Don’t Use Actigraphy To Diagnose Pediatric PLMD
We are writing in response to the article “Monitoring PLM in Children” that appeared in your July/August issue. As was accurately emphasized in the article, there is a critical need for a valid home-based alternative to PSG for evaluation and diagnosis of PLMs [periodic limb movements] among pediatric populations. It was also well explained that assessment of new diagnostic methodology requires statistical testing for agreement rather than correlation (see: Bland JM, Altman DG. Statistical methods for assessing agreement between two methods of clinical measurement. Lancet. 1986;I[8476]:307-310). However, the article then uses correlation to discuss validity in the use of actigraphy for detection of PLMs in children.

Our recent article in Sleep Medicine (Montgomery-Downs H, Crabtree VM, Gozal D. Actigraphic recordings in quantification of periodic leg movements during sleep in children. Sleep Med. 2005;6:325-332) demonstrates that although viable correlations may be obtained with the use of a correction factor, there is little agreement between PLMs recorded via EMG versus actigraphy. In fact, when separated into groups, children with diagnosed PLMD [PLM disorder] have a seven-fold higher number of movements per arousal period during sleep than normal children, or those with OSA. Using actigraphy, these movements in arousal are detected as PLMs. Thus, our data demonstrate that, without a previous diagnosis of PLMD using bilateral tibial EMG, it is impossible to know which correction factor to apply. Our results do not support this use of actigraphy to record leg movements in children for the purposes of diagnosing or assessing the treatment response of PLMD at this time.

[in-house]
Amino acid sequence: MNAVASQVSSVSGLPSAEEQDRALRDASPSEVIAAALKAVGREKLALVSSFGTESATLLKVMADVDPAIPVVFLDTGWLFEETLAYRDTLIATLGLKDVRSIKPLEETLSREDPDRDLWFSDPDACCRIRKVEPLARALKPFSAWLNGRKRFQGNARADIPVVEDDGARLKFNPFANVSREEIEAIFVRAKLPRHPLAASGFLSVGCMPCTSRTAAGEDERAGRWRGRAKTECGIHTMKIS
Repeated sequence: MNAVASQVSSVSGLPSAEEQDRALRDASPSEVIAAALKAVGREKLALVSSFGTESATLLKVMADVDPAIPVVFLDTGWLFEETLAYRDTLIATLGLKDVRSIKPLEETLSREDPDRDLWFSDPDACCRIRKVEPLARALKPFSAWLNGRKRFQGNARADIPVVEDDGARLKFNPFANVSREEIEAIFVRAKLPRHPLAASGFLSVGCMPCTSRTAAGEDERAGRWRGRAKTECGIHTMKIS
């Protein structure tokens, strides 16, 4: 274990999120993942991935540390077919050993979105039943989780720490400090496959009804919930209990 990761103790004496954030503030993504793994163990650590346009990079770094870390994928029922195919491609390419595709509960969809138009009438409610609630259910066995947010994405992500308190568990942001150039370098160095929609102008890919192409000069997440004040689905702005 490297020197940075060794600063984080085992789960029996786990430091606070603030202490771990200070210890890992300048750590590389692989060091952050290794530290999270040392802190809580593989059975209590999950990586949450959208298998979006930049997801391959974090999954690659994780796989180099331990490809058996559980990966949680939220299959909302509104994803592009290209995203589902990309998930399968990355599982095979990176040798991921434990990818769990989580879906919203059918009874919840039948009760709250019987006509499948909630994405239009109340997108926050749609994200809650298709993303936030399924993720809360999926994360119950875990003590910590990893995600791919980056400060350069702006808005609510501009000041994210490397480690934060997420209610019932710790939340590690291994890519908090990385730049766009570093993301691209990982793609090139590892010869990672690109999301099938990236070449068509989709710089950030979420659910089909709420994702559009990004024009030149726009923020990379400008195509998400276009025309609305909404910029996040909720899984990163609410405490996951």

Hawley Montgomery-Downs, PhD
Psychology, West Virginia University
Morgantown, WVa
David Gozal, MD
Pediatric Sleep Medicine, University of Louisville, Ky

Take Updated EDF Into Account
In Sleep Review of July/August 2005, Industry News, I read the article “Neurotronics Develops New File System.” The author reports that this new file system overcomes some limitations of the current international file standard, the European Data Format. Apparently, the author was unaware that an update of the European Data Format was implemented in 2003. This update, called EDF+, also overcomes the main limitations of EDF while maintaining EDF compatibility and simplicity. Its specifications are freely available from Since 2004, a lot of EDF+ software and files have become freely available through the same Web site.

Bob Kemp
Leiden University Medical Centre
Leiden, Netherlands

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